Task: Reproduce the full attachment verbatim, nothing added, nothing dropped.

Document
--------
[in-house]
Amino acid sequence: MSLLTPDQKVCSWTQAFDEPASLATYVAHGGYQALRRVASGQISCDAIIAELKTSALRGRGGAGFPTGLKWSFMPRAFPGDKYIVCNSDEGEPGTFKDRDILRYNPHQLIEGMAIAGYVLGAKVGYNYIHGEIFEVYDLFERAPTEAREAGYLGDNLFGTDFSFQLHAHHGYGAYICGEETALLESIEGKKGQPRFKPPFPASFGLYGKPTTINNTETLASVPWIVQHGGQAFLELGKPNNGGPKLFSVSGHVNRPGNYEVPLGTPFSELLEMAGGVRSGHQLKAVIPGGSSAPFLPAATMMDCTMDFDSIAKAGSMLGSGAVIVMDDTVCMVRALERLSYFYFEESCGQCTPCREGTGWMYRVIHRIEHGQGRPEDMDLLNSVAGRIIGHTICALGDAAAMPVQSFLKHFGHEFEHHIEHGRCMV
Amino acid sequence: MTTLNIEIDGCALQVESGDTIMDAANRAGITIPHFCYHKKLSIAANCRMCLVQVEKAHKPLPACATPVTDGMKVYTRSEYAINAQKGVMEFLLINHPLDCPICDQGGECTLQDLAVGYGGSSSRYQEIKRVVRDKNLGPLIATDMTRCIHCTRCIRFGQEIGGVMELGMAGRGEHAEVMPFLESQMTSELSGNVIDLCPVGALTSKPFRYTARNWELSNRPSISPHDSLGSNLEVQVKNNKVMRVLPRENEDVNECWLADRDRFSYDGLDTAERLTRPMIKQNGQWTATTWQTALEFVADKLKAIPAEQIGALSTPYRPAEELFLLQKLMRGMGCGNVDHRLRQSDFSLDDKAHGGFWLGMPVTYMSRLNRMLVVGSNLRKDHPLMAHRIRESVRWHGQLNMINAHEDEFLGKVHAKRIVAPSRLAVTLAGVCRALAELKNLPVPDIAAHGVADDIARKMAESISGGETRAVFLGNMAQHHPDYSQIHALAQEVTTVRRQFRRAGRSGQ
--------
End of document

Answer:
[in-house]
Amino acid sequence: MSLLTPDQKVCSWTQAFDEPASLATYVAHGGYQALRRVASGQISCDAIIAELKTSALRGRGGAGFPTGLKWSFMPRAFPGDKYIVCNSDEGEPGTFKDRDILRYNPHQLIEGMAIAGYVLGAKVGYNYIHGEIFEVYDLFERAPTEAREAGYLGDNLFGTDFSFQLHAHHGYGAYICGEETALLESIEGKKGQPRFKPPFPASFGLYGKPTTINNTETLASVPWIVQHGGQAFLELGKPNNGGPKLFSVSGHVNRPGNYEVPLGTPFSELLEMAGGVRSGHQLKAVIPGGSSAPFLPAATMMDCTMDFDSIAKAGSMLGSGAVIVMDDTVCMVRALERLSYFYFEESCGQCTPCREGTGWMYRVIHRIEHGQGRPEDMDLLNSVAGRIIGHTICALGDAAAMPVQSFLKHFGHEFEHHIEHGRCMV
Amino acid sequence: MTTLNIEIDGCALQVESGDTIMDAANRAGITIPHFCYHKKLSIAANCRMCLVQVEKAHKPLPACATPVTDGMKVYTRSEYAINAQKGVMEFLLINHPLDCPICDQGGECTLQDLAVGYGGSSSRYQEIKRVVRDKNLGPLIATDMTRCIHCTRCIRFGQEIGGVMELGMAGRGEHAEVMPFLESQMTSELSGNVIDLCPVGALTSKPFRYTARNWELSNRPSISPHDSLGSNLEVQVKNNKVMRVLPRENEDVNECWLADRDRFSYDGLDTAERLTRPMIKQNGQWTATTWQTALEFVADKLKAIPAEQIGALSTPYRPAEELFLLQKLMRGMGCGNVDHRLRQSDFSLDDKAHGGFWLGMPVTYMSRLNRMLVVGSNLRKDHPLMAHRIRESVRWHGQLNMINAHEDEFLGKVHAKRIVAPSRLAVTLAGVCRALAELKNLPVPDIAAHGVADDIARKMAESISGGETRAVFLGNMAQHHPDYSQIHALAQEVTTVRRQFRRAGRSGQ